Serial communication with cell phones

Hackaday alum [Will O'Brien] has been doing some cellphone integration work. He recently picked up some Motorola c168i cellphones from eBay. It turns out there is a serial port that uses TTL communication with a standard head-phone jack as an interface. [Will] soldered up a connector and used a USB to FTDI cable to interface with the phone. To his surprise he was able to read off the stored text messages even though they were PIN protected in the phone’s operating system. The messages on these units were trivial but this is another example of the importance of clearing your data before discarding your devices.

Comments

  1. Willegek says:

    This is a perfect platform to connect to a micro and listen to incoming texts. Then based on the incoming texts an action could be performed, starting/unlocking a car. And it could only react to a certain phone number so you dont have to worry about some bozo dialing a wrong number and leaving your car running all day long.

  2. Anon says:

    I quite like the idea of people being able to start my car by phoning me up!

    “Hey you coming to Joey’s house? I already started your car ;)”

  3. Robby says:

    So forensically, could this be used to recover deleted messages for say some kind of sexting investigation?

    What do you guys think?

  4. michael says:

    Hey this is cool. I love that the Audio port is TTL. We are working on a universal way to do this for Open smart phones. What we are using now is an op-amp to translate 1.2v of the droid to 5v. Would love to get some help finding a good mosfet circuit to do 1.2v level translation.

    http://www.flakelabs.com/index.php/2010/01/jack-video-uploaded/

  5. Michiel says:

    A few years back I did the smame with a old Sony phone. I could make calls by sending AT commands with USART without the use of a MAX232… :)

  6. Addictronics says:

    @ robby, no not from my experience.

    I have been working on a high altitude UAV glider for quite some time now, unfortunately I’ve had to stop due to short funds. This is the exact phone that I used for ground communication (under 10kft)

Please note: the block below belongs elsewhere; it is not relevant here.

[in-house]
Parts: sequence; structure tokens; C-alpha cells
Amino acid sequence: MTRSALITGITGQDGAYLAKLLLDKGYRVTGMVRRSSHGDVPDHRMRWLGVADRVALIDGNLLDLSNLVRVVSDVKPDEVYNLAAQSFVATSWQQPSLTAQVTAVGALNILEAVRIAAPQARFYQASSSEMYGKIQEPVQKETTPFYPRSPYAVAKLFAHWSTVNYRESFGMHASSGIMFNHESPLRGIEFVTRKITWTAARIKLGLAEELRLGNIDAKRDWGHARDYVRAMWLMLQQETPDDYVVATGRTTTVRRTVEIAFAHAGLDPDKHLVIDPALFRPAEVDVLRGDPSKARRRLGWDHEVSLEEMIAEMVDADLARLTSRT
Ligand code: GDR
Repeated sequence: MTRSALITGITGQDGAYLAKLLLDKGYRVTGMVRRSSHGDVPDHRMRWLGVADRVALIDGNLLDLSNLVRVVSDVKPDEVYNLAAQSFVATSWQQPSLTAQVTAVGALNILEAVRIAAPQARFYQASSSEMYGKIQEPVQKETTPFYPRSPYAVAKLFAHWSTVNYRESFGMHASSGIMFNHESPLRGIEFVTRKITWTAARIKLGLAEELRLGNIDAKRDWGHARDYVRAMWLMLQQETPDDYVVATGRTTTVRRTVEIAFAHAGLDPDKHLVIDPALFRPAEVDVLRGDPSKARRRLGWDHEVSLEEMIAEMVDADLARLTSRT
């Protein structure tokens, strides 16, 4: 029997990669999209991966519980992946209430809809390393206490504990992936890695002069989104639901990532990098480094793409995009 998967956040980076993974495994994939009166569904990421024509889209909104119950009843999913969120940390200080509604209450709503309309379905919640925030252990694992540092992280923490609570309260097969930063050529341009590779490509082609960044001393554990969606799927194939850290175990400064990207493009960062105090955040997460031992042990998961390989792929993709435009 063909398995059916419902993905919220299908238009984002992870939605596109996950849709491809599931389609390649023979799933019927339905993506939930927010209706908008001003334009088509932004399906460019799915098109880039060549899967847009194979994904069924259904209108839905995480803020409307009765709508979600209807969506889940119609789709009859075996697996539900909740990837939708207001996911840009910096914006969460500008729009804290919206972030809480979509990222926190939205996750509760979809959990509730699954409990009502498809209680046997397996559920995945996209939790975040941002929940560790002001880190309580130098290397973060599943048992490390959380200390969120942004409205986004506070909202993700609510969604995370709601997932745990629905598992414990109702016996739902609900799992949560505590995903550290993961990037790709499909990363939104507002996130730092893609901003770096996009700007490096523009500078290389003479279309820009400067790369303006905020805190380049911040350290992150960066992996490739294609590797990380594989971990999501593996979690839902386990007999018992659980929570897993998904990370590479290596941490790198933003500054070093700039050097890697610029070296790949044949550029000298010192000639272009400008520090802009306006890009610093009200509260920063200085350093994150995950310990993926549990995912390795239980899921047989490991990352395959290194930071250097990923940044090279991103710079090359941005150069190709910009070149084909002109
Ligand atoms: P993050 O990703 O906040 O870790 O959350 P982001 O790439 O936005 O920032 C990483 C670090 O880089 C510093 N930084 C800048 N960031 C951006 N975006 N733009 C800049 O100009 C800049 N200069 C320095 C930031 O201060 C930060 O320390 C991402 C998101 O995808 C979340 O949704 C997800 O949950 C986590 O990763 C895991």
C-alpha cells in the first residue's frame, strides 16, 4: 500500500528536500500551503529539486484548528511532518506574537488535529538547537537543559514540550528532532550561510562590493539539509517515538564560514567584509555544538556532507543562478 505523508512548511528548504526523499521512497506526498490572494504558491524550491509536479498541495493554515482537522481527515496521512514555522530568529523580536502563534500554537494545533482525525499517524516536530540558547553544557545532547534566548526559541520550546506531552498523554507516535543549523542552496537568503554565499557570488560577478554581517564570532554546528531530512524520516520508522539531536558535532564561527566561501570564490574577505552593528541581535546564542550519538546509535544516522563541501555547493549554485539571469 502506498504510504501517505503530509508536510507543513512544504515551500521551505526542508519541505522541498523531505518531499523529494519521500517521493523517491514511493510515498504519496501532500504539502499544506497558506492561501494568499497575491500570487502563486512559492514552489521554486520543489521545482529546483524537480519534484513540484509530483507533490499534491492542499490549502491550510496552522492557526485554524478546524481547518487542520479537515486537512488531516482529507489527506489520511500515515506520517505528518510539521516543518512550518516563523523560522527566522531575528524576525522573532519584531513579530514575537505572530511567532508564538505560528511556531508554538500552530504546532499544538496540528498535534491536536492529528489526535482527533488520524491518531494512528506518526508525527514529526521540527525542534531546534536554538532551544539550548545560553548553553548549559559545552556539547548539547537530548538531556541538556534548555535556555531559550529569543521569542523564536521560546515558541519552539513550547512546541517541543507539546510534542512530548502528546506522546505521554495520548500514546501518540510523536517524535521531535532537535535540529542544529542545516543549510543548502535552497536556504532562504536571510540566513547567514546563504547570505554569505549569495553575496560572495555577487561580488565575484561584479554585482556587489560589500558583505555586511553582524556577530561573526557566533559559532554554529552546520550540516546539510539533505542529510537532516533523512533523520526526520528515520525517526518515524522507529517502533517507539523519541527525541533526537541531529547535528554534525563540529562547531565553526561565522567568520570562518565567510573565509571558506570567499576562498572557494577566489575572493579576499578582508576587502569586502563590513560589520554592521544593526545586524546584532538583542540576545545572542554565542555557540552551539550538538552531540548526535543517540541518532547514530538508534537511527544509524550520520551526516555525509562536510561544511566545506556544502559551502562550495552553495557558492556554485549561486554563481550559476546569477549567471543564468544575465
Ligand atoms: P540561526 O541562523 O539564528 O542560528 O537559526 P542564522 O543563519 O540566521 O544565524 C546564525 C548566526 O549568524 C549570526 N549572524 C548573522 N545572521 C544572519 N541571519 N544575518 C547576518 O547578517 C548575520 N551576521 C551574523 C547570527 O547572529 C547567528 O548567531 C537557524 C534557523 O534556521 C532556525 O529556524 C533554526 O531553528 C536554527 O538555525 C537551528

http://www.addictronics.com/projects/high-altitude-uav-glider

  7. Inventorjack says:

    @Addictronics: You mean you’ve had to pause for awhile, right? It seems to me that once you’re addicted to electronics/technology projects, it’s really hard to actually quit, even if funds run short for awhile ;)

    Fun-looking project, btw.

  8. Addictronics says:

    @inventorjack

    Exactly. :) A hiatus more than a true cease in production. Also every time I work on it I find something new that has come out that would work better than what I have. The only think I don’t think that I will ever be replacing is the GPS since it was made before the >60,000 ft ban several years ago, so it will work up to my intended 100,000 ft.

  9. Paul Potter says:

    I’m so giving this a go.

  10. CloudHackIX says:

    @Robby: No, you see exactly the same pieces of memory as the normal phone interface sees, there’s no hidden log of messages.

    I bought one these as an emergency phone because it was the cheapest option ($20 for the phone, $15 for minutes, $10 mail-in rebate after) and later saw this online:

    http://code.google.com/p/sserial2mobile/wiki/MotorolaC168i

    After toying with from a terminal and the FTDI USB ttl break-out cable, I found it quite annoying to deal with. The phone’s CPU is rather challenged w/ normal moment-to-moment issues and often misses incoming characters, which means that a microcontroller would have to do a LOT of feed-back checking to ensure it’s commands actually go through. (As I recall, I know you can have it just spit out when a phone call or text arrives, but I don’t think it’ll spit out the body of the text message, only the sender)